Accused of murder, an Aboriginal stockman and his wife try to stay ahead of a fervent posse in the harsh outback of the Northern Territory, in this period drama from acclaimed Australian filmmaker Warwick Thornton (Samson & Delilah).
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An outback western inspired by real events, Warwick Thornton's Sweet Country is a story of personal conviction and settler justice set in the stark panoramas of Australia's Northern Territory. Although his film takes place in 1929, Thornton's central concerns about colonialism, law, and power have a compelling contemporary resonance.
Aboriginal stockman Sam Kelly (Hamilton Morris) works the land of a kind preacher, Fred Smith (Sam Neill), living and labouring in a respectful, if diffident, harmony. But when a bitter and often-drunk war veteran named Harry March (Ewen Leslie, also appearing at TIFF in The Butterfly Tree) returns to town, trouble escalates and Sam is forced to kill in self-defence. Shocked, afraid, and with a deep distrust in the impartiality of settler authority, Sam and his wife, Lizzie (Natassia Gorey-Furber), go on the run. Urgently pursued by a posse led by Sergeant Fletcher (Bryan Brown) and Aboriginal tracker Archie (Gibson John), expert bushman Sam must ultimately decide which of several looming unknowns to face.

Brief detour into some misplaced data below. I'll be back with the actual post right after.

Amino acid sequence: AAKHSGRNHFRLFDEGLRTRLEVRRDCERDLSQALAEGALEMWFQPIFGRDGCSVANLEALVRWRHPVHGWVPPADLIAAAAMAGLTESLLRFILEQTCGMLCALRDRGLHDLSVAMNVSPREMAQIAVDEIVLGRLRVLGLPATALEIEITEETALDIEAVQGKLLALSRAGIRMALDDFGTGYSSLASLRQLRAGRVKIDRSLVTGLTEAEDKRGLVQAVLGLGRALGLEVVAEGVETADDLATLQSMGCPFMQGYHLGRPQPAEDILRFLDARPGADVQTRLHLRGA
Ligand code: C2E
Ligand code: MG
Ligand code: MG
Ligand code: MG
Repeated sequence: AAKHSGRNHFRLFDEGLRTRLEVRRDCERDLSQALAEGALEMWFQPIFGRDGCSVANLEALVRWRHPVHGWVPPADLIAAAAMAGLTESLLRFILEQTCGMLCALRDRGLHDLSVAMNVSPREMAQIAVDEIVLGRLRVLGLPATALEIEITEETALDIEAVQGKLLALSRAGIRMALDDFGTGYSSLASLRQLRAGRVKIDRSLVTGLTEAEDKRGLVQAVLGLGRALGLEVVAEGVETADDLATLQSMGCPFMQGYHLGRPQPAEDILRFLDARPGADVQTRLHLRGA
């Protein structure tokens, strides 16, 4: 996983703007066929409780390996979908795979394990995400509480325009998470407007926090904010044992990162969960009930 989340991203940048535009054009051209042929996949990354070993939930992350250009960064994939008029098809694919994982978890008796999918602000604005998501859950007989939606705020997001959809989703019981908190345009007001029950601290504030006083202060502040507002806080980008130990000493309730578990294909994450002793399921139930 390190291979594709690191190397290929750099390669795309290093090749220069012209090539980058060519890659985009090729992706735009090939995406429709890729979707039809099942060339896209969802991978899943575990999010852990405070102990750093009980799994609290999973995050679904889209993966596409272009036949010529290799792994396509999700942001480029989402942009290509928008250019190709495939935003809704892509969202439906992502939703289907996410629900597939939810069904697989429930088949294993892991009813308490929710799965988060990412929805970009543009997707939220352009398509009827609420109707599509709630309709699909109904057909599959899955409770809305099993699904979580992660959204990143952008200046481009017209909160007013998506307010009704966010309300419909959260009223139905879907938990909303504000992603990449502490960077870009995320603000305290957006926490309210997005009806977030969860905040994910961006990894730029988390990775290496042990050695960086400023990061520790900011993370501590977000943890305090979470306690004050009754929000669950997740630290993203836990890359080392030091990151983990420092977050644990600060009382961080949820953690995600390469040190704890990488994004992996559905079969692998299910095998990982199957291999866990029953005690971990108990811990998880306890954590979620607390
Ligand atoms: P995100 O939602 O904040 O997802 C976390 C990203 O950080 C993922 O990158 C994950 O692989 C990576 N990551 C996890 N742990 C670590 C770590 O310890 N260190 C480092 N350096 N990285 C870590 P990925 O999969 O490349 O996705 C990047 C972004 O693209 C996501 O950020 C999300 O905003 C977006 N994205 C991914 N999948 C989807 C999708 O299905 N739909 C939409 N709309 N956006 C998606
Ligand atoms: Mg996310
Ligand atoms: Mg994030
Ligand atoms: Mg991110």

In Thornton's skilled hands the salty desert, red earth, heat, and dust of the outback becomes another character, captured in all its harsh beauty. His debut feature, Samson and Delilah, caused a sensation when it won the Camera D'Or in Cannes in 2009. Sweet Country contains many of that film's signature elements — frugal, precise use of dialogue, stunning cinematography, a profound sense of place, and enthralling performances. Yet the intricate social narrative and sweeping scope of Thornton's latest proclaims a stunning next step in the evolution of this filmmaker.